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Game of Thrones’ Historical Landscape

Fall 2018 Lyceum lecture series, Landscapes, Real and Imagined
Game of Thrones Historical Landscape: From Vikings and Mongols to Wildlings and Dothraki

HBO’s fantasy-sword-and-zombie-soap-opera has proven to be one of the most popular television shows in recent history, winning large audiences and critical accolades alike for its storytelling, production values, and engrossing plotlines.  Based on the novels of George R.R. Martin, Game of Thrones takes its fans across multiple cultures and continents, exploring issues both familiar and exotic.  Viewers have been drawn to both its fantastical elements and its gritty realism in equal doses. 

As captivating as its costumes, sets, ensemble cast, and graphic depictions of sex and violence have been for many fans, for many the allure is the pseudo-historical themes and characters who dominate the screen.  The show purports to conjure ancient Rome, Viking and Mongol invaders, high medieval and Renaissance courts, all as a way of making its narrative feel more ‘real’ to the viewer. This presentation will look at what such portrayals of real histories and historical figures mean for our understanding of events both contemporary and past.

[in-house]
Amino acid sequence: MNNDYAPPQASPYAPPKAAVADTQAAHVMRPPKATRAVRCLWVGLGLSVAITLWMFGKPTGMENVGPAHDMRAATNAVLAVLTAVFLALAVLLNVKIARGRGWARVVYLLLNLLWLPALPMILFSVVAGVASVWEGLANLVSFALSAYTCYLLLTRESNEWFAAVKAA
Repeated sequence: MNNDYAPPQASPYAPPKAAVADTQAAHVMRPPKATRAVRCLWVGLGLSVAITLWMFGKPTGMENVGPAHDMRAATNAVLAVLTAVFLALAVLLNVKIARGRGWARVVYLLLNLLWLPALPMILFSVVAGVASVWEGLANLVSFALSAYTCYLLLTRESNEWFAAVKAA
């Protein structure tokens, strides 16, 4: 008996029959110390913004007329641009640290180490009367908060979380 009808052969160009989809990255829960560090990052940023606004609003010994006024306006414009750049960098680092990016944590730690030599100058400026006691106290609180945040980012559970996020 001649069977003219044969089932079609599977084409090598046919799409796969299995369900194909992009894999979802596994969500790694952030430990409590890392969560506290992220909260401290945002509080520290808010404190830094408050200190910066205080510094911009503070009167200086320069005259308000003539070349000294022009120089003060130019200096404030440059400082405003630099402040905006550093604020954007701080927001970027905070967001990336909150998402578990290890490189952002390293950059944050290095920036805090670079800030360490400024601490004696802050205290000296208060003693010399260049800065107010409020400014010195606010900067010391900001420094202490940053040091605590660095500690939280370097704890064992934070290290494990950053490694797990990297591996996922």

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Presentation by Pablo Bose, professor of Geography at the University of Vermont. My ongoing interest is in interdisciplinary teaching and research on issues of culture, space and power. I am, in particular, fascinated by the ways in which people and landscapes transform each other.

Earlier Event: September 22
Later Event: September 30
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